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Fermentation with Anastasia

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Wild kimchi and the queen of all fermented dishes

What is your favorite fermented food? – this was the question I asked to confirm my theory that the queen dish of fermentation comes from Korea. 80 percent of people answered that their favorite fermented food is kimchi. Kimchi is available in hundreds of varieties and I’m making my favorite variety today- wild kimchi with wild greens: ramsons and nettles.

The basic ingredients in kimchi are the same: vegetables, chili peppers, garlic, ginger and some umami-rich ingredients such as fish sauce, salty prawns or, as in my case, miso-paste. Miso-paste allows kimchi to be vegan friendly as well. I guess the secret behind the kimchi success is that it combines all five basic flavors: saltiness, acidity, sweetness, a little of bitterness, umami and even heat from the chili. Thanks to the fermentation, the taste develops even further so as to create true cravings.

In Korea, kimchi-making is taken very seriously. The World Institute of Kimchi, based in Korea,  publishes the Kimchiology series, with the latest research on kimchi as it relates to anthropology, culture and art. In 2013 kimchi and  kimchi-making  “kimjang” was added to the  UNESCO World Heritage List.

I was raised in Central Asia, where we used to make large barrels of kimchi for the whole year. We called Kimchi “chimchi” in Old Korean. There is a large Korean diaspora living in Central Asia and Russia, people who were forcibly deported by Stalin to the “uninhabited” lands of the former Soviet Union. We had no access to the fine aromatic Korean pepper gochugaru, instead we made kimchi with a strong red pepper. Eating a strong kimchi made us definitely stronger in spirit – it was both a torture and a pleasure at the same time.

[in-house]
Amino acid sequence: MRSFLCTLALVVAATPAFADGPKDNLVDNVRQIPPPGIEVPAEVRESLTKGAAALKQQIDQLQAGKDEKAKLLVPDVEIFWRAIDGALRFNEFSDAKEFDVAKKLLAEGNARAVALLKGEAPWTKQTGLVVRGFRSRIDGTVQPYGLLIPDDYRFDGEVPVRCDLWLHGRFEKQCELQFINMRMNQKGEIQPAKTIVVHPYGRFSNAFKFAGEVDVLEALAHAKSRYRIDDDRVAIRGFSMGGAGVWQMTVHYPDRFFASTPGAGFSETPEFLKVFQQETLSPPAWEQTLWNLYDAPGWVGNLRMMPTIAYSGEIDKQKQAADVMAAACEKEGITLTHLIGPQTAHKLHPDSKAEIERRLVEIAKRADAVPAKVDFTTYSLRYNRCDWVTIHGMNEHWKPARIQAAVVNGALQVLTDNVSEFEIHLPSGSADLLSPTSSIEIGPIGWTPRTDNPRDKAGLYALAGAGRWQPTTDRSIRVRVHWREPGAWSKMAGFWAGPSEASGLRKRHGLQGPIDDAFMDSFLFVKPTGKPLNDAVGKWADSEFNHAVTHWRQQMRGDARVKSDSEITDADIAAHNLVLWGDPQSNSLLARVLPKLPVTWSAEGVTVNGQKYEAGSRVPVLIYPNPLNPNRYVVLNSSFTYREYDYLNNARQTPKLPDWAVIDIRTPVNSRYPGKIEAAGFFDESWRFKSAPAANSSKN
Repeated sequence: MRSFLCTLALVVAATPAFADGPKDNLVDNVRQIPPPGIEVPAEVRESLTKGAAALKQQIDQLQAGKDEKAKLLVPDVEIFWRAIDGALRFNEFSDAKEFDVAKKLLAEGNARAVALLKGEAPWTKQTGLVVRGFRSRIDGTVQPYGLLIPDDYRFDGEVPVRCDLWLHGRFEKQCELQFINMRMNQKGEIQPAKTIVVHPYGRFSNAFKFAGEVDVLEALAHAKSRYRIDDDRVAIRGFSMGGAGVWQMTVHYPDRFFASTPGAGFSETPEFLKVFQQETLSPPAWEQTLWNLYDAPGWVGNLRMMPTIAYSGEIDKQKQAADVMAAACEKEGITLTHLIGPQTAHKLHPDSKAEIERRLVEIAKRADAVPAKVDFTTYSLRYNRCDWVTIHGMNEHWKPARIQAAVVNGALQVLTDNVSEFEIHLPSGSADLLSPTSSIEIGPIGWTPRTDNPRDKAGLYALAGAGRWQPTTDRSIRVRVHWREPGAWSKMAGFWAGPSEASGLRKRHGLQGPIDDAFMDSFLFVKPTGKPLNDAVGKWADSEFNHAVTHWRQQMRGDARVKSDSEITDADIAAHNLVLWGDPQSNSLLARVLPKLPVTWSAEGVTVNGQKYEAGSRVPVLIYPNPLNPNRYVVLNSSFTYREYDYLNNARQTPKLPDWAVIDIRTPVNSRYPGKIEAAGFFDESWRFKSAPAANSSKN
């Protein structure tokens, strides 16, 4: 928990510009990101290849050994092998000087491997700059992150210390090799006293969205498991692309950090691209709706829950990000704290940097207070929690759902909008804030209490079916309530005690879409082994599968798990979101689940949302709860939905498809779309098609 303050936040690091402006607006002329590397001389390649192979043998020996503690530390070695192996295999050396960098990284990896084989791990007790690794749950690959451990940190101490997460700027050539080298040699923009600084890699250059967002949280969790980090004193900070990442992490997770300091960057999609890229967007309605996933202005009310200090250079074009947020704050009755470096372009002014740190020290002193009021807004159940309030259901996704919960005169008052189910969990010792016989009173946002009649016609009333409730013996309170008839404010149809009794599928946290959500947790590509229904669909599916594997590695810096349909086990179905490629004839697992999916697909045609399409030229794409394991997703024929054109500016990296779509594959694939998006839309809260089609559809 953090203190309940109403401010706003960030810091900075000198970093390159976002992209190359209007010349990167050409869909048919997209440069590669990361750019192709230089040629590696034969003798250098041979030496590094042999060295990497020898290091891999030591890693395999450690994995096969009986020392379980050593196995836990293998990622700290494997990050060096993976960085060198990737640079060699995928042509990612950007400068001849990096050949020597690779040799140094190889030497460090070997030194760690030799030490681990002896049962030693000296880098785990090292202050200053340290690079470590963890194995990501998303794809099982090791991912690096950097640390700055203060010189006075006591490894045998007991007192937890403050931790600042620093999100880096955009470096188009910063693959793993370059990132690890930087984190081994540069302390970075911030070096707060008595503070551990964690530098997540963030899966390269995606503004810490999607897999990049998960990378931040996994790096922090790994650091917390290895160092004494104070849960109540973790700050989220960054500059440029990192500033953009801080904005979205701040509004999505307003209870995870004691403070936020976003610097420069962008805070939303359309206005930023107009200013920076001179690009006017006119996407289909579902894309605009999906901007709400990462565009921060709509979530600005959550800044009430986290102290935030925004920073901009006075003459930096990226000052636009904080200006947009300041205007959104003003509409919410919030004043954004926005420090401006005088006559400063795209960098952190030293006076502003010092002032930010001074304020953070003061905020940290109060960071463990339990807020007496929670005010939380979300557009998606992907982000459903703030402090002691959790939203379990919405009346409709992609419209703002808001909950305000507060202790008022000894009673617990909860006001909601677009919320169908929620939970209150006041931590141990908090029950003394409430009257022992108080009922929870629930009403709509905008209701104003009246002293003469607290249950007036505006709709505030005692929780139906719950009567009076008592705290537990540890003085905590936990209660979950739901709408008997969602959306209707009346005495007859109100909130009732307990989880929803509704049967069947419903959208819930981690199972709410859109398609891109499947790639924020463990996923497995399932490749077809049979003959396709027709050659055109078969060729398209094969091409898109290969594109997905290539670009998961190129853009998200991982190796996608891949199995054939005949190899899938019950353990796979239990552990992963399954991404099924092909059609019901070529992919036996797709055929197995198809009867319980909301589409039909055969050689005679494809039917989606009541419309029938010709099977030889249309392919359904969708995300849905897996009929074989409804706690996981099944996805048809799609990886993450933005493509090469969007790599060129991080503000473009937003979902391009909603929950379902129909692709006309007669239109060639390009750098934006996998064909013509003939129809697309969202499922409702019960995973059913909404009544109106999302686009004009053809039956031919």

I’ve made a variant of kimchi with wild greens — ramsons and nettles – beautiful ingredients that the Swedish nature gives us.

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Wild kimchi and the queen of all fermented dishes

  • By : Anastasia Lundqvist c/o Food Pharmacy
  • Servings : 4 portions or 1 liter jar 1x
Scale

Ingredients

1/2 napa cabbage25 g salt per kilo of cabbage

Spice mixture

1 tbsp rice flour

200 ml  water

2 cloves garlic

1 tbsp grated ginger

1 tbsp light miso paste

3 tbsp Korean chili powder gochugari (available in Asian stores) or 2 tbsp chili flakes

Additional ingredients

½ apple

100 ml grated radish

1 bunch of ramsons

1 bunch of nettles

Instructions

1. Wash the cabbage. Cut it into 3×3 cm pieces and massage in the salt. Let stand for about 30 minutes so that the cabbage begins to release liquid and become soft.
2. Whisk the rice flour with the cold water and bring to boil. Let the rice porridge cool.
3. Grate the ginger and garlic using a grater or a food processor. Mix with miso pasta, chili pepper and the rice porridge.,
3. Cut apple and radish into thin sticks. Wash the ramsons and the nettles, using gloves. Cut them if the plants are too big.
4. Toss the spice mixture with the cabbage, radish, apple, ramsons and nettles. Keep mixing gently until everything is well combined. The veggies can release lots of juice.
5. Pack the cabbage in a glass jar, making sure there are no air bubbles in the jar. Make sure to press down the veggies.  A layer of liquid brine will cover the vegetables and it helps the anaerobic fermentation process.   Let the jars sit on the counter for about 2-3 days at room temperature. Place a plate under the jar. The Kimchi mix will bubble vigorously and the liquid will overflow. After three days transfer the jar to the refrigerator and after about a week you can eat the kimchi. Consume the kimchi within two weeks of opening the jar.

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